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  1. #1
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    CDV DIY Compilation

    I thought since the modification and/or removeal of the stock CDV (Clutch Delay Valve) was a pretty common topic I'd combine some of the information floating around and put it up. So here we go:

    What is the CDV and why should I get rid of it?

    The Clutch Delay Valve (CDV) is a one-way restrictor installed by the factory between the clutch slave cylinder and clutch master cylinder. It "delays" the engagement of the clutch, much like old record players use a damped tone-arm to gently lower the needle onto the surface of a record.

    Because of this valve, no matter how quickly you lift your foot off the clutch pedal, the clutch engages the flywheel at a constant (slow) rate. In theory, it can save the driveline from shock, were an inexperienced (or immature) driver to dump the clutch. But in practice, all it does is prematurely wear out the clutch and turn experienced drivers into people who, despite years of practice, cannot shift smoothly. During parallel parking maneuvers, the delay can be infuriating, causing constant clutch slippage. And during hard acceleration, the slippage can greatly shorten the life of your clutch. During normal, sedate driving, the shift from first into second gear is often jerky, leading passengers to question your skill. As the driver, you can see your passengers' heads bobbing back and forth during every shift! Yes, in their minds, they are laughing at you. (taken from here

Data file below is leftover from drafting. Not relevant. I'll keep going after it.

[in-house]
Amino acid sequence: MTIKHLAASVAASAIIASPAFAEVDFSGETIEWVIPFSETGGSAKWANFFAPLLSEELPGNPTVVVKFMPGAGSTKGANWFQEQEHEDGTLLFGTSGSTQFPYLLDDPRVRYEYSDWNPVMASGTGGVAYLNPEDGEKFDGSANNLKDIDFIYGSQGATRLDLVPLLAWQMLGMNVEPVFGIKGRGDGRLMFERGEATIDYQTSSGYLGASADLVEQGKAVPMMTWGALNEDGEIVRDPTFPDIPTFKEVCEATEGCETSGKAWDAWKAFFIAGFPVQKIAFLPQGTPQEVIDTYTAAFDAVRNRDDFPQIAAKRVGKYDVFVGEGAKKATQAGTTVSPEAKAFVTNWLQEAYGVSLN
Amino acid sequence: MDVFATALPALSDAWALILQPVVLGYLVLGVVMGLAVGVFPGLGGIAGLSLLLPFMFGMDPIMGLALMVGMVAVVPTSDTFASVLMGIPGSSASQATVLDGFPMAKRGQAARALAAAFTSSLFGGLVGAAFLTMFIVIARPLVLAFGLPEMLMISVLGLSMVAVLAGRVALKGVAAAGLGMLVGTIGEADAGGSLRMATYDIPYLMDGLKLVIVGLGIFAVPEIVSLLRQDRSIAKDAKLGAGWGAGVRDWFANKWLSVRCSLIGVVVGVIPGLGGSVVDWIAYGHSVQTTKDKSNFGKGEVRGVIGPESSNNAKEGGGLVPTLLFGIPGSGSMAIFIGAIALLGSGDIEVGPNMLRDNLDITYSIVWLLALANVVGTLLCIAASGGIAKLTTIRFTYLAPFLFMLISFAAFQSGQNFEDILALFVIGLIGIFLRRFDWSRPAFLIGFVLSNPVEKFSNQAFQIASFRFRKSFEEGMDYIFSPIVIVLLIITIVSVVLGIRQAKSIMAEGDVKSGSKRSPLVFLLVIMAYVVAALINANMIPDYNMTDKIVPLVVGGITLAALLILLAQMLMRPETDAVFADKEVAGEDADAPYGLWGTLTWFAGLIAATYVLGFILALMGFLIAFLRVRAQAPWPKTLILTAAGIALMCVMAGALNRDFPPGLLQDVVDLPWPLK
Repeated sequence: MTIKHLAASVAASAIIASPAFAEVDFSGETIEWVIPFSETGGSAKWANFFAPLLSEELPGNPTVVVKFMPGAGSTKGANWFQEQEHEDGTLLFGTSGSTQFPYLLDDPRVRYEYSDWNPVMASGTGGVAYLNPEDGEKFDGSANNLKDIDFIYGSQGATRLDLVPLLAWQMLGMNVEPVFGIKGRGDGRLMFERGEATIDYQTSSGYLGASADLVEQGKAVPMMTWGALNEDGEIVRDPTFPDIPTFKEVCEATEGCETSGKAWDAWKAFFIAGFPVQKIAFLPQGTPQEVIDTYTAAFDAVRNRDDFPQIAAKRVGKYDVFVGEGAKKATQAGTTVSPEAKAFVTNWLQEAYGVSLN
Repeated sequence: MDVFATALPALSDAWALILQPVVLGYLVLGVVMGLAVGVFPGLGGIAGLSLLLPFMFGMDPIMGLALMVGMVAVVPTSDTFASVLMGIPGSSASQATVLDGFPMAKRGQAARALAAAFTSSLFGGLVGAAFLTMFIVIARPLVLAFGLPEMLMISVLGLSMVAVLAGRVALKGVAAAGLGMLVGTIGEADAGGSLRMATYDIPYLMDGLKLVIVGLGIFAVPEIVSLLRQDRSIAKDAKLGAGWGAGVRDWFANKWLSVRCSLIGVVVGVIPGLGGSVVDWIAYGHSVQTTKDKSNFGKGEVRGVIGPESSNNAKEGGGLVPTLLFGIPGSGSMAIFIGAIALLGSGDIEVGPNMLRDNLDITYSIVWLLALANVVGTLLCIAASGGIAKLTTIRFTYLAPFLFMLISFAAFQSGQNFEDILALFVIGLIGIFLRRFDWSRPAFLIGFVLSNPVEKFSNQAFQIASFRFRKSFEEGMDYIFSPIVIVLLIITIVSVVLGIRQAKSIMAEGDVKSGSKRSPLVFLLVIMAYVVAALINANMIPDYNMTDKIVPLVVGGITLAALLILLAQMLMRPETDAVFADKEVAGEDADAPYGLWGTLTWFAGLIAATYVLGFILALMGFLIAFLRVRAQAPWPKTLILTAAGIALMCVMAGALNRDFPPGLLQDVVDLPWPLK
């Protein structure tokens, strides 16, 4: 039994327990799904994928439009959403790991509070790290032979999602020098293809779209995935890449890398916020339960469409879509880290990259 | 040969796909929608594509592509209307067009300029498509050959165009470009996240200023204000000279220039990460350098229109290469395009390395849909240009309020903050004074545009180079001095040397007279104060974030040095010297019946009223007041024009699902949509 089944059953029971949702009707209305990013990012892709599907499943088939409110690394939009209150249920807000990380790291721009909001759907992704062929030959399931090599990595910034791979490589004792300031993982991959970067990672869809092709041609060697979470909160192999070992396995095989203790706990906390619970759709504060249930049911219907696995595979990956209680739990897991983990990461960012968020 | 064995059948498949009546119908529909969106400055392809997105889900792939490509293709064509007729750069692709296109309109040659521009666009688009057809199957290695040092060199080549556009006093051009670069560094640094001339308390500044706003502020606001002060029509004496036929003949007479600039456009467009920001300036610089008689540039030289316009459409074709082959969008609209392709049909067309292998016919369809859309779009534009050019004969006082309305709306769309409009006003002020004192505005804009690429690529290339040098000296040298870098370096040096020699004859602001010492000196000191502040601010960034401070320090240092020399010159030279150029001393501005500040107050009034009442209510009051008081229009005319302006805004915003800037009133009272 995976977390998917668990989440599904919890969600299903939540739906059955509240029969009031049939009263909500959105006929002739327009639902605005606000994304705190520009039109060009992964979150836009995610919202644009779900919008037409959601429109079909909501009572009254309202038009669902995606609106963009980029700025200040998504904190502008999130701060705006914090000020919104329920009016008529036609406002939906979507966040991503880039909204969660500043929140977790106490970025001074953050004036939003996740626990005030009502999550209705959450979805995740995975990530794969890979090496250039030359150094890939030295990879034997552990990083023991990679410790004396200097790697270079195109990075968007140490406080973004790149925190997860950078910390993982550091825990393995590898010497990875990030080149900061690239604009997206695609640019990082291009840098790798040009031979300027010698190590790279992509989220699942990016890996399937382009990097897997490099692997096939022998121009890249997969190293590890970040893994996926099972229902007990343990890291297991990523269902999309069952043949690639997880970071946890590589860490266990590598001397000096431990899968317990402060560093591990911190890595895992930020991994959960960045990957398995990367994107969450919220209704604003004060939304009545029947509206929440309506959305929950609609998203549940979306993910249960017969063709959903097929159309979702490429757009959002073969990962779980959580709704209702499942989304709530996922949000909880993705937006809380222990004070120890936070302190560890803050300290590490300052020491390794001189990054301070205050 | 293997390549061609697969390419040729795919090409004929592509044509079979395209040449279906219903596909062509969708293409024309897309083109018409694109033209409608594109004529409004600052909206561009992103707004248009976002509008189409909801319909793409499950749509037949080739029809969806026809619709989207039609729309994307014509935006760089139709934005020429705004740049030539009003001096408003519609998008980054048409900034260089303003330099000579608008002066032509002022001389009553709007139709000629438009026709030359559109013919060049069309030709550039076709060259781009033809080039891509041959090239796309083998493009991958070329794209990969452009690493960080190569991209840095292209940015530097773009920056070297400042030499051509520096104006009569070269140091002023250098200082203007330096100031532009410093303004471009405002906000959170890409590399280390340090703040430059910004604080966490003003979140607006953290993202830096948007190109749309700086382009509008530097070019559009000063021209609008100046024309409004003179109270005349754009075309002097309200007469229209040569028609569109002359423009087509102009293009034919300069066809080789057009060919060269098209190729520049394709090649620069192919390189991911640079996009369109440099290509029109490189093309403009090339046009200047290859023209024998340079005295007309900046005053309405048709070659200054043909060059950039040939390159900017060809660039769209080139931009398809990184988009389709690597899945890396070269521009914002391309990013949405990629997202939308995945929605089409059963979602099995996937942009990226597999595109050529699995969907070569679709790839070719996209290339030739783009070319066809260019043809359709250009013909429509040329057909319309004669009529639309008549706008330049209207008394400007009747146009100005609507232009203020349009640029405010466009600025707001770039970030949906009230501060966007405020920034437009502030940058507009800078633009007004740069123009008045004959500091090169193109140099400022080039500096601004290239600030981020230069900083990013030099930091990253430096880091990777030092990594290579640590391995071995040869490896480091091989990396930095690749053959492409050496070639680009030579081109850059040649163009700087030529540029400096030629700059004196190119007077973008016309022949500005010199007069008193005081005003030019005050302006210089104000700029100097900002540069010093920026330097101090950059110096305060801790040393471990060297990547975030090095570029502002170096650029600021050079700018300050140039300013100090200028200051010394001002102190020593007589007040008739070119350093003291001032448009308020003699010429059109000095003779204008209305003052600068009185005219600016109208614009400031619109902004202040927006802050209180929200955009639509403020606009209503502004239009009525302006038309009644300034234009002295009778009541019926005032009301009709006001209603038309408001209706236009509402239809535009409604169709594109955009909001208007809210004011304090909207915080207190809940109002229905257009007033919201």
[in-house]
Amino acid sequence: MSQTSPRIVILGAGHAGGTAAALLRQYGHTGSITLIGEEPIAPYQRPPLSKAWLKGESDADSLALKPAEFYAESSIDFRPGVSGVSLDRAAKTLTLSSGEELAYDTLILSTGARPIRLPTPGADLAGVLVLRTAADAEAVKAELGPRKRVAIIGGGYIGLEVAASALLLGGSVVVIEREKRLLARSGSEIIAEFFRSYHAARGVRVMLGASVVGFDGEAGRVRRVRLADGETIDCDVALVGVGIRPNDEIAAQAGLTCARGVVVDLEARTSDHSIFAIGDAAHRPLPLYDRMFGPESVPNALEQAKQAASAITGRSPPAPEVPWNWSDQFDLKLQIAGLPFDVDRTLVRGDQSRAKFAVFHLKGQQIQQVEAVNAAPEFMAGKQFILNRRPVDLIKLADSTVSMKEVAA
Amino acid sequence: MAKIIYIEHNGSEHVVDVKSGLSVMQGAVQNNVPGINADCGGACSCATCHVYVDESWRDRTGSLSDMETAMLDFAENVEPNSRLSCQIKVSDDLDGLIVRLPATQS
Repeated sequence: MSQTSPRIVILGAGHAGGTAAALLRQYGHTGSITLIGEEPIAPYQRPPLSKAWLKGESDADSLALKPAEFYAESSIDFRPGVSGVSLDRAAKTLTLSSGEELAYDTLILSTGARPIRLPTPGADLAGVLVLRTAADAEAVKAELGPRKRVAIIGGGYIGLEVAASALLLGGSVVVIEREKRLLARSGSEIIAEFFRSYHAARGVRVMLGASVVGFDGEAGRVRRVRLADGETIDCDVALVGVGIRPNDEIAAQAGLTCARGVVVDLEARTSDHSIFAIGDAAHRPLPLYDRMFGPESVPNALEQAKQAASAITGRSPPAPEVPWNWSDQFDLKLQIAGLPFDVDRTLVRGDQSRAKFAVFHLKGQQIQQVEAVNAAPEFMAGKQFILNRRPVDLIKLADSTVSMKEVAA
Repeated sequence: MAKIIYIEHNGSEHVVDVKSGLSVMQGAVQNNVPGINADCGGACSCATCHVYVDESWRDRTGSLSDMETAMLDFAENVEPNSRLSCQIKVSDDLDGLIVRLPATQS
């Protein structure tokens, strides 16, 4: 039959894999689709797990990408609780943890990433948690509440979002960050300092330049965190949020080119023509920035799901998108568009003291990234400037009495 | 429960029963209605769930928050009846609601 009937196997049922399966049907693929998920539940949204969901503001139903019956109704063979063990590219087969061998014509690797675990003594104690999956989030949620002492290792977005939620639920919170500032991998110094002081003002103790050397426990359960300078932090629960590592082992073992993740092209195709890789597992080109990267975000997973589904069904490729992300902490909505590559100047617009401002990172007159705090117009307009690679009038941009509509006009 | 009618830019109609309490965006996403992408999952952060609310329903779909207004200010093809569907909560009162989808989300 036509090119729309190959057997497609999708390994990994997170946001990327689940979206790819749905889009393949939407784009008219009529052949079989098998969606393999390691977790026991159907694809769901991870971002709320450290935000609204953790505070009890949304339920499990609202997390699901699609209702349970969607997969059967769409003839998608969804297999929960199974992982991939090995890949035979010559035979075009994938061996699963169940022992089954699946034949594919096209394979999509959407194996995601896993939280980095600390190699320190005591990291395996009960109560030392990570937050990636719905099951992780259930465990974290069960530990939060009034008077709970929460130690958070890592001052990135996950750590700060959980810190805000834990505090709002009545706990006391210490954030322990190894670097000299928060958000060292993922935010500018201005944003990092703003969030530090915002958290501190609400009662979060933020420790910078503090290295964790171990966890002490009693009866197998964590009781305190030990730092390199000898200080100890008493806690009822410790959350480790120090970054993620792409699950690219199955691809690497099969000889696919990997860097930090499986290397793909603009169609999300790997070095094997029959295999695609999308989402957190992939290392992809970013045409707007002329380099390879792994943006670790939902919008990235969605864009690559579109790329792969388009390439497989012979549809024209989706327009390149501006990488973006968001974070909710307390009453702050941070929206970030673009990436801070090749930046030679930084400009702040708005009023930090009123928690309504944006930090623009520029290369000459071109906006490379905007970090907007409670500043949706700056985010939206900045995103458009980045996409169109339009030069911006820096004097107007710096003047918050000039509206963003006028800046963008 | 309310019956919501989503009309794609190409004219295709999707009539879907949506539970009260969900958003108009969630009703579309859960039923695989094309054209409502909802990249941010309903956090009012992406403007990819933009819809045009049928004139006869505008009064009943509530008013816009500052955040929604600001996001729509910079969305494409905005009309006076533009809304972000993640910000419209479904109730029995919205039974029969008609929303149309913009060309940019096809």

Let Me See this So Called Restriction

    Stock
    Click here to enlarge

    Modified
    Click here to enlarge


    Modified CDV vs. Removal

    If you remove the CDV entirely you will have removed all restriction in the clutch engagement chain and your clutch will move exactly the way you (via the pedal) tell it to. The downside is you have just modified your driveline in a way that is easily found via a visual inspection. The effect this has on your warranty service is arguable however what is not is that you've just given them something to argue with you about if you have a claim.